The following morning, still excited by my encounter with the eagle-hunting family and leaving the town of Khovd, I was soon approached by a man waving on a motorbike. I had this happen many times before — a friendly local waving for me to stop and have a chat. But right after the man pulled up beside me, something didn’t feel right. I could see that he was drunk, and he kept saying one word over and over in Mongolian that I didn’t understand. I said “goodbye” and started to pedal away. The man reached out and stuck his hand between my legs and tried to pull me off of my bike. I pedalled hard, yelling and swearing, making a scene as much as I could. He trailed me briefly but eventually gave up and turned back toward Khovd. The feeling that arose in me was more anger than fear — how dare he. In my many years of travelling solo, it’s the only really bad encounter I’ve had, and I couldn’t let it ruin my opinion of Mongolia. I had already experienced so much kindness. I still camped alone that night but maybe not as comfortably as before.
Not long after, I ended up having one of the best moments of the trip. I was days away from the Chinese border in the town of Uyench, looking for somewhere to pitch my tent. I saw a woman playing with a very young girl in a fenced yard with a tiny house. We waved to one another. Once we started interacting, there was an instant connection, even without a common language. She invited me into her home and poured me some suutei tsai. She refilled the cup so many times that I lost count and she was thrilled to see that I enjoyed the drink so much. I showed her my “magic letter,” and we enthusiastically passed my phrasebook back and forth, trying to build our own stories for one another.
She told me that a typical salary for a Mongolian is only $250–$350 USD per month. In the country, Mongolians are largely self-sufficient, raising their own animals and fueling the gers with dung. With a move into a town, it becomes much harder to make a living. When I asked if she was married, it was devastating to hear that she had lost her husband in a car accident only the year before, from drinking and driving. With all that this woman had been through, it seemed that she had so much to give, even to a total stranger like me.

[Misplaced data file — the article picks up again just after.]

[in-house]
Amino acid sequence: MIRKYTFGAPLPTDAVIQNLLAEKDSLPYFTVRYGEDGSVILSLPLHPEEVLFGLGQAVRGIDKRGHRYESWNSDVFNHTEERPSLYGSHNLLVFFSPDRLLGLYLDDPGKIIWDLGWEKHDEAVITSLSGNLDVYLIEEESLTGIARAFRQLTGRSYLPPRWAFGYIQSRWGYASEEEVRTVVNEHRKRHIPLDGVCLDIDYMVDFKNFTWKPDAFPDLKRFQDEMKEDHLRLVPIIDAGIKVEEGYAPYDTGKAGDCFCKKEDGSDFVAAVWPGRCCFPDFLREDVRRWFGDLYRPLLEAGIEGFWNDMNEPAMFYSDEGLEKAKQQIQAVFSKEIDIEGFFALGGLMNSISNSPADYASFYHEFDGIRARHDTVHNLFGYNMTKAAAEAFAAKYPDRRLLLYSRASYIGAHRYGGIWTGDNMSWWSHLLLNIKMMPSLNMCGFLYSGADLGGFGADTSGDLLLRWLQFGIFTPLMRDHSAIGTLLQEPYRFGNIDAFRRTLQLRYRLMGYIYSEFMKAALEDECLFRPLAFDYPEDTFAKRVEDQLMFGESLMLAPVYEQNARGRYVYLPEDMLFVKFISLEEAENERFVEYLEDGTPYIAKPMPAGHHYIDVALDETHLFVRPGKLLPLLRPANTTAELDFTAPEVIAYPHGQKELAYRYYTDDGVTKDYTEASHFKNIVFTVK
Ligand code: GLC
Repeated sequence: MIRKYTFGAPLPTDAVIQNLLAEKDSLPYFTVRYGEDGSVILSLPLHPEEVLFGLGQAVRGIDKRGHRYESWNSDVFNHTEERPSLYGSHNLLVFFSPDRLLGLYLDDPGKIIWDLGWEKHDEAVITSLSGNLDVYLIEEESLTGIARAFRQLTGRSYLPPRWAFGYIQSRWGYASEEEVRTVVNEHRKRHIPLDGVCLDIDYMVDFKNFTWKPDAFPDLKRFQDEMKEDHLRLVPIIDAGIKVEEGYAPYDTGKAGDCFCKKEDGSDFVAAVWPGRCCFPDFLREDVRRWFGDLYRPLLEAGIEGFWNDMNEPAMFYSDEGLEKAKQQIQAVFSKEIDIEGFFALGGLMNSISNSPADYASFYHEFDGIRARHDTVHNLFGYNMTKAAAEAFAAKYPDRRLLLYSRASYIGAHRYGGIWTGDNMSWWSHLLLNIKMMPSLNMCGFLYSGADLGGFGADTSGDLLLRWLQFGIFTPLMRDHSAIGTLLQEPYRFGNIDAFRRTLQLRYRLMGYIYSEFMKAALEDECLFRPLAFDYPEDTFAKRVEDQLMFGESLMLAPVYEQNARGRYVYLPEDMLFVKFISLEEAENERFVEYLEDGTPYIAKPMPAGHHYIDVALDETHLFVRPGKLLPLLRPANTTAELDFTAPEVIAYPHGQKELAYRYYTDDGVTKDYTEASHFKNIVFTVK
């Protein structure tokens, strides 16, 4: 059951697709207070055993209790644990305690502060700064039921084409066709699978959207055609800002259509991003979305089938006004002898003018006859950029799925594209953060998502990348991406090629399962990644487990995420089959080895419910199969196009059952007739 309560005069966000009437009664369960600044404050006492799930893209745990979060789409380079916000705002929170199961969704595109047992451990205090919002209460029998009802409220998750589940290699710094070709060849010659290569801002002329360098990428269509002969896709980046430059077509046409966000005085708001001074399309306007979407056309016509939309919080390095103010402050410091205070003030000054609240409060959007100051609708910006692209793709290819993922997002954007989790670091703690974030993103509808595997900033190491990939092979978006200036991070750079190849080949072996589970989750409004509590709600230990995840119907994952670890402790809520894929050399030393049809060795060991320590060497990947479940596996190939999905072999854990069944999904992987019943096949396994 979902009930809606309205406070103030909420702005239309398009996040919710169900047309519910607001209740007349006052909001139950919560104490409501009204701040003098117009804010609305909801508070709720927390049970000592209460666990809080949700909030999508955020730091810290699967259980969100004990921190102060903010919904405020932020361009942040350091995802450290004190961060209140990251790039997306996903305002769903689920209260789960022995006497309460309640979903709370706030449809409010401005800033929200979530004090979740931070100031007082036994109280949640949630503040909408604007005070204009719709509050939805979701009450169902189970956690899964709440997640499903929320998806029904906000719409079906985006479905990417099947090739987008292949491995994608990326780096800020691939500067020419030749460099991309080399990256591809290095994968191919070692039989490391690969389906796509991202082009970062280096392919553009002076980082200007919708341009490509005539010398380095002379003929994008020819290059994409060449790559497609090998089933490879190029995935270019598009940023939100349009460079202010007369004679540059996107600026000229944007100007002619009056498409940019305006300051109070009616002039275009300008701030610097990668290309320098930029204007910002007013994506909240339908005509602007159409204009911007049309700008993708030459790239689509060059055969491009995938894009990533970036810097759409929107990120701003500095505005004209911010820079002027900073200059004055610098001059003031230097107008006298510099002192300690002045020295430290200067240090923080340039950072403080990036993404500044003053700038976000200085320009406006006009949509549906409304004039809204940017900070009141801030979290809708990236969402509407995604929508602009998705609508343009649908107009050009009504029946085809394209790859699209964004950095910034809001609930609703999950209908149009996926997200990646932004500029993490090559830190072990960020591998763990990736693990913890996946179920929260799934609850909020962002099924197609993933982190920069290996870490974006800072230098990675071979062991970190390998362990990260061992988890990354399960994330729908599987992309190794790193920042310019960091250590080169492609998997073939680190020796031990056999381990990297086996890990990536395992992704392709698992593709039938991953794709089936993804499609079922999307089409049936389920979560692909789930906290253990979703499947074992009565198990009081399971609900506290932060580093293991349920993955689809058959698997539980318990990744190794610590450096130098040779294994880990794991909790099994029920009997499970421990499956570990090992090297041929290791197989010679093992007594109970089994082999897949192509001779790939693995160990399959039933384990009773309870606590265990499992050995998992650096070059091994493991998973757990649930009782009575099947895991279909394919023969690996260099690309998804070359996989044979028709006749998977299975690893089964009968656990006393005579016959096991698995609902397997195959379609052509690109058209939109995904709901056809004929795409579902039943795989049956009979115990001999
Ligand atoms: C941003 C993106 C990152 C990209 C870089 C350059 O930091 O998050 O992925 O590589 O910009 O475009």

I camped in her yard that night, and she and her daughter slept in her small car. I imagined she didn’t want to sleep in her own bed because of the memory of her husband. As I rode on toward China the next morning, I couldn’t get her out of my head.
My last night in Mongolia was of course spent in another ger, after a kind family thwarted my attempts to set up my tent for the millionth time. I dined inside with multiple generations — grandparents, parents, and children, surrounded by the usual photos of the family dressed up at the capitol building in Ulaanbaatar. This time we were having buuz, dumplings filled with mutton. I watched them fold and crimp together dozens with fresh dough. They were boiled in a pot on the woodstove and were delicious, accompanied by the usual endless amounts of salty milk tea.
Life inside of a ger is vibrant. With only one communal space, it is important to live together in harmony. There was no “my property versus your property;” this land was shared. For me, my experience with the people of Mongolia was just that: shared. The next morning, I waved goodbye to my final hosts, and in the tradition of a nomadic country, I hit the road.